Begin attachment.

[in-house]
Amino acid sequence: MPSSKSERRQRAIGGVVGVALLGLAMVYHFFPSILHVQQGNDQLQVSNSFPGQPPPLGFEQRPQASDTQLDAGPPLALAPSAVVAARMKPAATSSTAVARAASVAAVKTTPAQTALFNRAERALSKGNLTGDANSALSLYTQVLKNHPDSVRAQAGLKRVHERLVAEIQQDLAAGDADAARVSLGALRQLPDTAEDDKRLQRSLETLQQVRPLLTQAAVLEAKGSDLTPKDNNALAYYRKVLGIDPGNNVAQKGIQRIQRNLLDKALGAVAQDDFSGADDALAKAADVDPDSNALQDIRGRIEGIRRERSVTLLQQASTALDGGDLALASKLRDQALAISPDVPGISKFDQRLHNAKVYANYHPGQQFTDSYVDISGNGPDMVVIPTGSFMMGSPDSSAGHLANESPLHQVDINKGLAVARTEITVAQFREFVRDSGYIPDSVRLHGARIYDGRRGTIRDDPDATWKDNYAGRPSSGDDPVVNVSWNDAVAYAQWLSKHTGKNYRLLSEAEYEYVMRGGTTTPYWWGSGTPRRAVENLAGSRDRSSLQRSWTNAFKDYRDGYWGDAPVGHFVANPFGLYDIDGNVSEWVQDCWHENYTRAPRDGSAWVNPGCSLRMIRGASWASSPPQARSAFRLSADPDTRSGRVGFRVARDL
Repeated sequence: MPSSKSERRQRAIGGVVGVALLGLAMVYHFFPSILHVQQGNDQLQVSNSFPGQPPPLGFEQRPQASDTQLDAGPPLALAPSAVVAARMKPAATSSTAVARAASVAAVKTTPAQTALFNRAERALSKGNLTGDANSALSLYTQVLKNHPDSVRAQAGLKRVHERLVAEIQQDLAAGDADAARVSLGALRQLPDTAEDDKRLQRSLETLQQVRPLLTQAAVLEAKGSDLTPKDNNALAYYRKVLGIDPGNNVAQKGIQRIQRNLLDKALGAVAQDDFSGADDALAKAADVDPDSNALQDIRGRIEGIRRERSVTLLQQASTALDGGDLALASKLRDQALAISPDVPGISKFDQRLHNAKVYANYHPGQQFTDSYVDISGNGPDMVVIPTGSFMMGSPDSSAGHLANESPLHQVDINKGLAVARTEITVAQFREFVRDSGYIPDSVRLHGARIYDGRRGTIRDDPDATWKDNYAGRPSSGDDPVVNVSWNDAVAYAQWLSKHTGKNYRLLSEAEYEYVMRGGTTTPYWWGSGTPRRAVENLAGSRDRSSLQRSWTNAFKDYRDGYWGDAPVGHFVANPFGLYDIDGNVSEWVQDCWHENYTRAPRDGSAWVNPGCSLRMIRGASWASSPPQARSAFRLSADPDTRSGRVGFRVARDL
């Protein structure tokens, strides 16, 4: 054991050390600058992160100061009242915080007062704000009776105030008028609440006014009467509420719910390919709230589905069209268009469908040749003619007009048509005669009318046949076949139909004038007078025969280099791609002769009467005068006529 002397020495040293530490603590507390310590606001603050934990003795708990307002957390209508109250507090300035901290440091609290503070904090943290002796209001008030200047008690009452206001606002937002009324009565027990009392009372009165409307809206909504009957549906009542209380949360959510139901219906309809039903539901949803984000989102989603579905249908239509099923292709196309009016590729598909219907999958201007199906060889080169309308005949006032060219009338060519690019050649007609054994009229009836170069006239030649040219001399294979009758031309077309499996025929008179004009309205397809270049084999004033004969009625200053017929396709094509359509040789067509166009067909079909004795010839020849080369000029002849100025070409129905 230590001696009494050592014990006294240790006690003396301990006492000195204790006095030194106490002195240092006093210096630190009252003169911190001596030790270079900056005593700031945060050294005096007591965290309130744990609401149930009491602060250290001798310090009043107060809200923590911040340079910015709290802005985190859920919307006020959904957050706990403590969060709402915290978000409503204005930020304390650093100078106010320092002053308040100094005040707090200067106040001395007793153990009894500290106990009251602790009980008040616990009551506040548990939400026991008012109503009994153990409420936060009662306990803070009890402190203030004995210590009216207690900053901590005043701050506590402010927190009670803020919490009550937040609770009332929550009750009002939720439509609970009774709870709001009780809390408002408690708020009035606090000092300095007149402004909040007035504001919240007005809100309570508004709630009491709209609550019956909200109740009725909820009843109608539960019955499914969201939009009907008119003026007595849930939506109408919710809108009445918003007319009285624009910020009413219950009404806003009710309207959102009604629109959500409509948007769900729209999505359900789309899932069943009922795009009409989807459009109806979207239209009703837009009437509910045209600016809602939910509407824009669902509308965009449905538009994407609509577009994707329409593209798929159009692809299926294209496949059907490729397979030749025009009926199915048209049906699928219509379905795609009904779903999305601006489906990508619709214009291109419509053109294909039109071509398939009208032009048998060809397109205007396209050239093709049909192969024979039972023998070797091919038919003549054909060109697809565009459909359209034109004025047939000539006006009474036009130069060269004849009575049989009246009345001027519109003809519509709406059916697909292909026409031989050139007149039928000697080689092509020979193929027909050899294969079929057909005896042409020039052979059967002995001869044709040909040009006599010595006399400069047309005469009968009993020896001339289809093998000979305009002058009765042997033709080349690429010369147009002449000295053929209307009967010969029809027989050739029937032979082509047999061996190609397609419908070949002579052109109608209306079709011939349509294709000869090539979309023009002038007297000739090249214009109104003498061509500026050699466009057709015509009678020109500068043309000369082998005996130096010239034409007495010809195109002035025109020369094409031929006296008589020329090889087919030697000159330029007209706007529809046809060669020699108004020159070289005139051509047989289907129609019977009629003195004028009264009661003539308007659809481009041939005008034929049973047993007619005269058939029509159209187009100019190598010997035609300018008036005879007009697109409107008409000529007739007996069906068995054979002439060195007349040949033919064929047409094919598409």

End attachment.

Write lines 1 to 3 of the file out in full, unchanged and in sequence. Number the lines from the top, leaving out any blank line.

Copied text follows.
[in-house]
Amino acid sequence: MPSSKSERRQRAIGGVVGVALLGLAMVYHFFPSILHVQQGNDQLQVSNSFPGQPPPLGFEQRPQASDTQLDAGPPLALAPSAVVAARMKPAATSSTAVARAASVAAVKTTPAQTALFNRAERALSKGNLTGDANSALSLYTQVLKNHPDSVRAQAGLKRVHERLVAEIQQDLAAGDADAARVSLGALRQLPDTAEDDKRLQRSLETLQQVRPLLTQAAVLEAKGSDLTPKDNNALAYYRKVLGIDPGNNVAQKGIQRIQRNLLDKALGAVAQDDFSGADDALAKAADVDPDSNALQDIRGRIEGIRRERSVTLLQQASTALDGGDLALASKLRDQALAISPDVPGISKFDQRLHNAKVYANYHPGQQFTDSYVDISGNGPDMVVIPTGSFMMGSPDSSAGHLANESPLHQVDINKGLAVARTEITVAQFREFVRDSGYIPDSVRLHGARIYDGRRGTIRDDPDATWKDNYAGRPSSGDDPVVNVSWNDAVAYAQWLSKHTGKNYRLLSEAEYEYVMRGGTTTPYWWGSGTPRRAVENLAGSRDRSSLQRSWTNAFKDYRDGYWGDAPVGHFVANPFGLYDIDGNVSEWVQDCWHENYTRAPRDGSAWVNPGCSLRMIRGASWASSPPQARSAFRLSADPDTRSGRVGFRVARDL
Repeated sequence: MPSSKSERRQRAIGGVVGVALLGLAMVYHFFPSILHVQQGNDQLQVSNSFPGQPPPLGFEQRPQASDTQLDAGPPLALAPSAVVAARMKPAATSSTAVARAASVAAVKTTPAQTALFNRAERALSKGNLTGDANSALSLYTQVLKNHPDSVRAQAGLKRVHERLVAEIQQDLAAGDADAARVSLGALRQLPDTAEDDKRLQRSLETLQQVRPLLTQAAVLEAKGSDLTPKDNNALAYYRKVLGIDPGNNVAQKGIQRIQRNLLDKALGAVAQDDFSGADDALAKAADVDPDSNALQDIRGRIEGIRRERSVTLLQQASTALDGGDLALASKLRDQALAISPDVPGISKFDQRLHNAKVYANYHPGQQFTDSYVDISGNGPDMVVIPTGSFMMGSPDSSAGHLANESPLHQVDINKGLAVARTEITVAQFREFVRDSGYIPDSVRLHGARIYDGRRGTIRDDPDATWKDNYAGRPSSGDDPVVNVSWNDAVAYAQWLSKHTGKNYRLLSEAEYEYVMRGGTTTPYWWGSGTPRRAVENLAGSRDRSSLQRSWTNAFKDYRDGYWGDAPVGHFVANPFGLYDIDGNVSEWVQDCWHENYTRAPRDGSAWVNPGCSLRMIRGASWASSPPQARSAFRLSADPDTRSGRVGFRVARDL